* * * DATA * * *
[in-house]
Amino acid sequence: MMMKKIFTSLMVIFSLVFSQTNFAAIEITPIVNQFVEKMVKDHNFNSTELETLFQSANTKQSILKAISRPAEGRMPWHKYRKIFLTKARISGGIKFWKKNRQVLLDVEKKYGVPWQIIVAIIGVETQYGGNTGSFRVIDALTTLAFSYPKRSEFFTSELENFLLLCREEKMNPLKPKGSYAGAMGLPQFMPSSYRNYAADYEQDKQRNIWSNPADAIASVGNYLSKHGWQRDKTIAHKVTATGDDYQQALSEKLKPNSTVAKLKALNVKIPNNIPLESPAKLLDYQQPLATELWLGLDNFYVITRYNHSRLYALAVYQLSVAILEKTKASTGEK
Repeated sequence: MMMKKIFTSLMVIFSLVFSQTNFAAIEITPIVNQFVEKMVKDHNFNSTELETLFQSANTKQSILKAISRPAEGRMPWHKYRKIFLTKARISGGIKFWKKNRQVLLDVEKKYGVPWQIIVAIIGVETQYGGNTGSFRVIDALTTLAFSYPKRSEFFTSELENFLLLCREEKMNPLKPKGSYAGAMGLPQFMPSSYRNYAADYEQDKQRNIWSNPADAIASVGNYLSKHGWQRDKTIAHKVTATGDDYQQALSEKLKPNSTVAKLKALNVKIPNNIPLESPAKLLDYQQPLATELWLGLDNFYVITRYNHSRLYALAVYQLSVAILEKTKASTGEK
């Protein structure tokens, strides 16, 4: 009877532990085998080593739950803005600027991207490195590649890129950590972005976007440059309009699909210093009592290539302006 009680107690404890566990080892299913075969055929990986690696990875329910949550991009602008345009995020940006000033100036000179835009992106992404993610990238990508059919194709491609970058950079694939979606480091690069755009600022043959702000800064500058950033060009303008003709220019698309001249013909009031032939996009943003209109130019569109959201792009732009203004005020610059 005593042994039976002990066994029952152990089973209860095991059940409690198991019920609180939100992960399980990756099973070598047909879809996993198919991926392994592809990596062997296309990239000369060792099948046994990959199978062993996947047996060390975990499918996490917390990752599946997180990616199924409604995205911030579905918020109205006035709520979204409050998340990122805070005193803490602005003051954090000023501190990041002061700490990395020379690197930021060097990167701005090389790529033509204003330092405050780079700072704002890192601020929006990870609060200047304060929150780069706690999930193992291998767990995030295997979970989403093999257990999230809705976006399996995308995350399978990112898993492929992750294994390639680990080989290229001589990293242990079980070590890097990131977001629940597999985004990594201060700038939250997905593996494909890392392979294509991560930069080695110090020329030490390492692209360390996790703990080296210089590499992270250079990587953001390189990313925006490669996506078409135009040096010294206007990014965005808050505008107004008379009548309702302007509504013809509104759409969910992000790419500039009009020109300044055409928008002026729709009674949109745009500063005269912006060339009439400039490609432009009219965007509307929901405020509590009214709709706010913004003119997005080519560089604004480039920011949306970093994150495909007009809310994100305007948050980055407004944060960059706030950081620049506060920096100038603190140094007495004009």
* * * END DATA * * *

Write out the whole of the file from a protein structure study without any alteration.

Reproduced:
[in-house]
Amino acid sequence: MMMKKIFTSLMVIFSLVFSQTNFAAIEITPIVNQFVEKMVKDHNFNSTELETLFQSANTKQSILKAISRPAEGRMPWHKYRKIFLTKARISGGIKFWKKNRQVLLDVEKKYGVPWQIIVAIIGVETQYGGNTGSFRVIDALTTLAFSYPKRSEFFTSELENFLLLCREEKMNPLKPKGSYAGAMGLPQFMPSSYRNYAADYEQDKQRNIWSNPADAIASVGNYLSKHGWQRDKTIAHKVTATGDDYQQALSEKLKPNSTVAKLKALNVKIPNNIPLESPAKLLDYQQPLATELWLGLDNFYVITRYNHSRLYALAVYQLSVAILEKTKASTGEK
Repeated sequence: MMMKKIFTSLMVIFSLVFSQTNFAAIEITPIVNQFVEKMVKDHNFNSTELETLFQSANTKQSILKAISRPAEGRMPWHKYRKIFLTKARISGGIKFWKKNRQVLLDVEKKYGVPWQIIVAIIGVETQYGGNTGSFRVIDALTTLAFSYPKRSEFFTSELENFLLLCREEKMNPLKPKGSYAGAMGLPQFMPSSYRNYAADYEQDKQRNIWSNPADAIASVGNYLSKHGWQRDKTIAHKVTATGDDYQQALSEKLKPNSTVAKLKALNVKIPNNIPLESPAKLLDYQQPLATELWLGLDNFYVITRYNHSRLYALAVYQLSVAILEKTKASTGEK
């Protein structure tokens, strides 16, 4: 009877532990085998080593739950803005600027991207490195590649890129950590972005976007440059309009699909210093009592290539302006 009680107690404890566990080892299913075969055929990986690696990875329910949550991009602008345009995020940006000033100036000179835009992106992404993610990238990508059919194709491609970058950079694939979606480091690069755009600022043959702000800064500058950033060009303008003709220019698309001249013909009031032939996009943003209109130019569109959201792009732009203004005020610059 005593042994039976002990066994029952152990089973209860095991059940409690198991019920609180939100992960399980990756099973070598047909879809996993198919991926392994592809990596062997296309990239000369060792099948046994990959199978062993996947047996060390975990499918996490917390990752599946997180990616199924409604995205911030579905918020109205006035709520979204409050998340990122805070005193803490602005003051954090000023501190990041002061700490990395020379690197930021060097990167701005090389790529033509204003330092405050780079700072704002890192601020929006990870609060200047304060929150780069706690999930193992291998767990995030295997979970989403093999257990999230809705976006399996995308995350399978990112898993492929992750294994390639680990080989290229001589990293242990079980070590890097990131977001629940597999985004990594201060700038939250997905593996494909890392392979294509991560930069080695110090020329030490390492692209360390996790703990080296210089590499992270250079990587953001390189990313925006490669996506078409135009040096010294206007990014965005808050505008107004008379009548309702302007509504013809509104759409969910992000790419500039009009020109300044055409928008002026729709009674949109745009500063005269912006060339009439400039490609432009009219965007509307929901405020509590009214709709706010913004003119997005080519560089604004480039920011949306970093994150495909007009809310994100305007948050980055407004944060960059706030950081620049506060920096100038603190140094007495004009």